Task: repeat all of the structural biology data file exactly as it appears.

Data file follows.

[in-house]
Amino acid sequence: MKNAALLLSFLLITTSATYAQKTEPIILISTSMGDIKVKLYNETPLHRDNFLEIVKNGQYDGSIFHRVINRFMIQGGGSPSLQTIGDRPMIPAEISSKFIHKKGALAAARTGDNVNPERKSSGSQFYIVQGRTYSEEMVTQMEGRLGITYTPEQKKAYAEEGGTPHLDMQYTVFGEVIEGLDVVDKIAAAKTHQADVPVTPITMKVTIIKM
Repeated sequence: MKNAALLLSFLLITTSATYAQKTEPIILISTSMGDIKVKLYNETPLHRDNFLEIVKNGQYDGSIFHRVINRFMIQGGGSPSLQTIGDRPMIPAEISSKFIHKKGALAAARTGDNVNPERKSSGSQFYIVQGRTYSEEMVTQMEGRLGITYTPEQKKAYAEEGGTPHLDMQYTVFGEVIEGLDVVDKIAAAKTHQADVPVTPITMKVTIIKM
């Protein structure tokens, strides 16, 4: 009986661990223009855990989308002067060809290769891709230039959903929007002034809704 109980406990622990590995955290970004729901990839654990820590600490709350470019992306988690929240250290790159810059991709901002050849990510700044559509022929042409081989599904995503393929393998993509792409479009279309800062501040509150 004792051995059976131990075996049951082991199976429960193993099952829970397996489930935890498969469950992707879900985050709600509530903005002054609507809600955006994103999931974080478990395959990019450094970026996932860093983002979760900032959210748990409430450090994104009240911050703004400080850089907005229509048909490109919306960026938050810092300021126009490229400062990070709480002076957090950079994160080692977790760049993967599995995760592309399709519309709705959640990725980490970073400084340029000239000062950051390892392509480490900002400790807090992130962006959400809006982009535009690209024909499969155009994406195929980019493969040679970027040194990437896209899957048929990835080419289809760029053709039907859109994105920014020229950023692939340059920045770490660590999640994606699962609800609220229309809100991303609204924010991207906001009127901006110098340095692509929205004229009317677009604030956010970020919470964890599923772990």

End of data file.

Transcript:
[in-house]
Amino acid sequence: MKNAALLLSFLLITTSATYAQKTEPIILISTSMGDIKVKLYNETPLHRDNFLEIVKNGQYDGSIFHRVINRFMIQGGGSPSLQTIGDRPMIPAEISSKFIHKKGALAAARTGDNVNPERKSSGSQFYIVQGRTYSEEMVTQMEGRLGITYTPEQKKAYAEEGGTPHLDMQYTVFGEVIEGLDVVDKIAAAKTHQADVPVTPITMKVTIIKM
Repeated sequence: MKNAALLLSFLLITTSATYAQKTEPIILISTSMGDIKVKLYNETPLHRDNFLEIVKNGQYDGSIFHRVINRFMIQGGGSPSLQTIGDRPMIPAEISSKFIHKKGALAAARTGDNVNPERKSSGSQFYIVQGRTYSEEMVTQMEGRLGITYTPEQKKAYAEEGGTPHLDMQYTVFGEVIEGLDVVDKIAAAKTHQADVPVTPITMKVTIIKM
């Protein structure tokens, strides 16, 4: 009986661990223009855990989308002067060809290769891709230039959903929007002034809704 109980406990622990590995955290970004729901990839654990820590600490709350470019992306988690929240250290790159810059991709901002050849990510700044559509022929042409081989599904995503393929393998993509792409479009279309800062501040509150 004792051995059976131990075996049951082991199976429960193993099952829970397996489930935890498969469950992707879900985050709600509530903005002054609507809600955006994103999931974080478990395959990019450094970026996932860093983002979760900032959210748990409430450090994104009240911050703004400080850089907005229509048909490109919306960026938050810092300021126009490229400062990070709480002076957090950079994160080692977790760049993967599995995760592309399709519309709705959640990725980490970073400084340029000239000062950051390892392509480490900002400790807090992130962006959400809006982009535009690209024909499969155009994406195929980019493969040679970027040194990437896209899957048929990835080419289809760029053709039907859109994105920014020229950023692939340059920045770490660590999640994606699962609800609220229309809100991303609204924010991207906001009127901006110098340095692509929205004229009317677009604030956010970020919470964890599923772990």